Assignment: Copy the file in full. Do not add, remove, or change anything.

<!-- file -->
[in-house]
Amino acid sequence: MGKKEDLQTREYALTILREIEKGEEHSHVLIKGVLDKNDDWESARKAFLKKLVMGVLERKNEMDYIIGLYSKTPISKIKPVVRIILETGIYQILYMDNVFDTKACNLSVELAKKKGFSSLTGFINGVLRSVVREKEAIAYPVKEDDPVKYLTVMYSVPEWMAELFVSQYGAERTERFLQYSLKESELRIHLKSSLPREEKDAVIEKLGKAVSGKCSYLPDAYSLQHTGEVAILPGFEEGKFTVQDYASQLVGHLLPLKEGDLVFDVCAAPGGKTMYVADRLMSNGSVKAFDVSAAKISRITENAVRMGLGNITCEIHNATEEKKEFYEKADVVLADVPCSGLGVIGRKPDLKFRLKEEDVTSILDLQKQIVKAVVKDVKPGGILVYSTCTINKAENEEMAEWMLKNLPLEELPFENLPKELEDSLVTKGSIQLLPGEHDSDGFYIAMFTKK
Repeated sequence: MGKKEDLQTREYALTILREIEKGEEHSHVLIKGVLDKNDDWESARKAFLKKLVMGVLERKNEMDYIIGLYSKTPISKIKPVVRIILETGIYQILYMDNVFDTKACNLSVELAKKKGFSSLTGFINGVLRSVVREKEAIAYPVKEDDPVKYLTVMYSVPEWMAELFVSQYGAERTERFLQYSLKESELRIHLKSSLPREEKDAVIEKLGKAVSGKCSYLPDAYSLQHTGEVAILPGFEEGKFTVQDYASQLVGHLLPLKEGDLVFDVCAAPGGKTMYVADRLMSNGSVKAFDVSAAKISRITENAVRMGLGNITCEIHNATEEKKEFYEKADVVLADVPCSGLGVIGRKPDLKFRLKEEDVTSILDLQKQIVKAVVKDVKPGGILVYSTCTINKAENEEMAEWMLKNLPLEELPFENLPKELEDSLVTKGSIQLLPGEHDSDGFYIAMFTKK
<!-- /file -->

[in-house]
Amino acid sequence: MGKKEDLQTREYALTILREIEKGEEHSHVLIKGVLDKNDDWESARKAFLKKLVMGVLERKNEMDYIIGLYSKTPISKIKPVVRIILETGIYQILYMDNVFDTKACNLSVELAKKKGFSSLTGFINGVLRSVVREKEAIAYPVKEDDPVKYLTVMYSVPEWMAELFVSQYGAERTERFLQYSLKESELRIHLKSSLPREEKDAVIEKLGKAVSGKCSYLPDAYSLQHTGEVAILPGFEEGKFTVQDYASQLVGHLLPLKEGDLVFDVCAAPGGKTMYVADRLMSNGSVKAFDVSAAKISRITENAVRMGLGNITCEIHNATEEKKEFYEKADVVLADVPCSGLGVIGRKPDLKFRLKEEDVTSILDLQKQIVKAVVKDVKPGGILVYSTCTINKAENEEMAEWMLKNLPLEELPFENLPKELEDSLVTKGSIQLLPGEHDSDGFYIAMFTKK
Repeated sequence: MGKKEDLQTREYALTILREIEKGEEHSHVLIKGVLDKNDDWESARKAFLKKLVMGVLERKNEMDYIIGLYSKTPISKIKPVVRIILETGIYQILYMDNVFDTKACNLSVELAKKKGFSSLTGFINGVLRSVVREKEAIAYPVKEDDPVKYLTVMYSVPEWMAELFVSQYGAERTERFLQYSLKESELRIHLKSSLPREEKDAVIEKLGKAVSGKCSYLPDAYSLQHTGEVAILPGFEEGKFTVQDYASQLVGHLLPLKEGDLVFDVCAAPGGKTMYVADRLMSNGSVKAFDVSAAKISRITENAVRMGLGNITCEIHNATEEKKEFYEKADVVLADVPCSGLGVIGRKPDLKFRLKEEDVTSILDLQKQIVKAVVKDVKPGGILVYSTCTINKAENEEMAEWMLKNLPLEELPFENLPKELEDSLVTKGSIQLLPGEHDSDGFYIAMFTKK